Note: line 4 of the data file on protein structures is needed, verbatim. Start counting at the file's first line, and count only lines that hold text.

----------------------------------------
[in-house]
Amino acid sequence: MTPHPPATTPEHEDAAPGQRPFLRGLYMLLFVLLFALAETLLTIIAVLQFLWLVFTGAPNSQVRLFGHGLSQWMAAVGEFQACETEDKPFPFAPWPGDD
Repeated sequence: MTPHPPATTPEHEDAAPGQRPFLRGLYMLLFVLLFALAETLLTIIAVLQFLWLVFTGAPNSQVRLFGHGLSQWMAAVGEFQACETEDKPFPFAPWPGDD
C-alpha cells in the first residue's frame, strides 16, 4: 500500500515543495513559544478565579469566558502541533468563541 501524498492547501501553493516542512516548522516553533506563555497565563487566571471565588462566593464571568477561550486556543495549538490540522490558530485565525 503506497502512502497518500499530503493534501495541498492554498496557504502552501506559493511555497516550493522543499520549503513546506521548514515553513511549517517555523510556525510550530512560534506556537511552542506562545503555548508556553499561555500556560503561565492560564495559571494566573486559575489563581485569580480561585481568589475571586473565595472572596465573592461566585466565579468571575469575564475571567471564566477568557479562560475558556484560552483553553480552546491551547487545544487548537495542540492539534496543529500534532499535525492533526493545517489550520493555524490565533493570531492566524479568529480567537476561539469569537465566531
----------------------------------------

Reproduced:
C-alpha cells in the first residue's frame, strides 16, 4: 500500500515543495513559544478565579469566558502541533468563541 501524498492547501501553493516542512516548522516553533506563555497565563487566571471565588462566593464571568477561550486556543495549538490540522490558530485565525 503506497502512502497518500499530503493534501495541498492554498496557504502552501506559493511555497516550493522543499520549503513546506521548514515553513511549517517555523510556525510550530512560534506556537511552542506562545503555548508556553499561555500556560503561565492560564495559571494566573486559575489563581485569580480561585481568589475571586473565595472572596465573592461566585466565579468571575469575564475571567471564566477568557479562560475558556484560552483553553480552546491551547487545544487548537495542540492539534496543529500534532499535525492533526493545517489550520493555524490565533493570531492566524479568529480567537476561539469569537465566531